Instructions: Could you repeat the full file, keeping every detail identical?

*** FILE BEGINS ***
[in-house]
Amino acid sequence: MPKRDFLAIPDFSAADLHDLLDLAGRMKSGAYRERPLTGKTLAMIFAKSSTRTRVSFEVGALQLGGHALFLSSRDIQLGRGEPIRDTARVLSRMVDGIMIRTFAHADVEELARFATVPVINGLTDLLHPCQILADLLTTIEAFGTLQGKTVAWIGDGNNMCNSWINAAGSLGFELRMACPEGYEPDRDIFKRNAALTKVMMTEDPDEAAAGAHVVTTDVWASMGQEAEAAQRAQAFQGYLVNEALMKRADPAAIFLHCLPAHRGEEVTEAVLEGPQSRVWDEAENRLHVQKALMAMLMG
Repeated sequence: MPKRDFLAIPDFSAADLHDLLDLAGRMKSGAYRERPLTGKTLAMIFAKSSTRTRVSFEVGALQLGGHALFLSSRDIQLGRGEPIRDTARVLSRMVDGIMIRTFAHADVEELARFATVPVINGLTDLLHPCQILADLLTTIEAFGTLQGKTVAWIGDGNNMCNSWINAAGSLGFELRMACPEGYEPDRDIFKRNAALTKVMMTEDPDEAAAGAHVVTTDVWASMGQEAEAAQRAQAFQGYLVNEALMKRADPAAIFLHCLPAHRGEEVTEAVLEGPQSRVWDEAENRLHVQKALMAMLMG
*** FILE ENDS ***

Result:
[in-house]
Amino acid sequence: MPKRDFLAIPDFSAADLHDLLDLAGRMKSGAYRERPLTGKTLAMIFAKSSTRTRVSFEVGALQLGGHALFLSSRDIQLGRGEPIRDTARVLSRMVDGIMIRTFAHADVEELARFATVPVINGLTDLLHPCQILADLLTTIEAFGTLQGKTVAWIGDGNNMCNSWINAAGSLGFELRMACPEGYEPDRDIFKRNAALTKVMMTEDPDEAAAGAHVVTTDVWASMGQEAEAAQRAQAFQGYLVNEALMKRADPAAIFLHCLPAHRGEEVTEAVLEGPQSRVWDEAENRLHVQKALMAMLMG
Repeated sequence: MPKRDFLAIPDFSAADLHDLLDLAGRMKSGAYRERPLTGKTLAMIFAKSSTRTRVSFEVGALQLGGHALFLSSRDIQLGRGEPIRDTARVLSRMVDGIMIRTFAHADVEELARFATVPVINGLTDLLHPCQILADLLTTIEAFGTLQGKTVAWIGDGNNMCNSWINAAGSLGFELRMACPEGYEPDRDIFKRNAALTKVMMTEDPDEAAAGAHVVTTDVWASMGQEAEAAQRAQAFQGYLVNEALMKRADPAAIFLHCLPAHRGEEVTEAVLEGPQSRVWDEAENRLHVQKALMAMLMG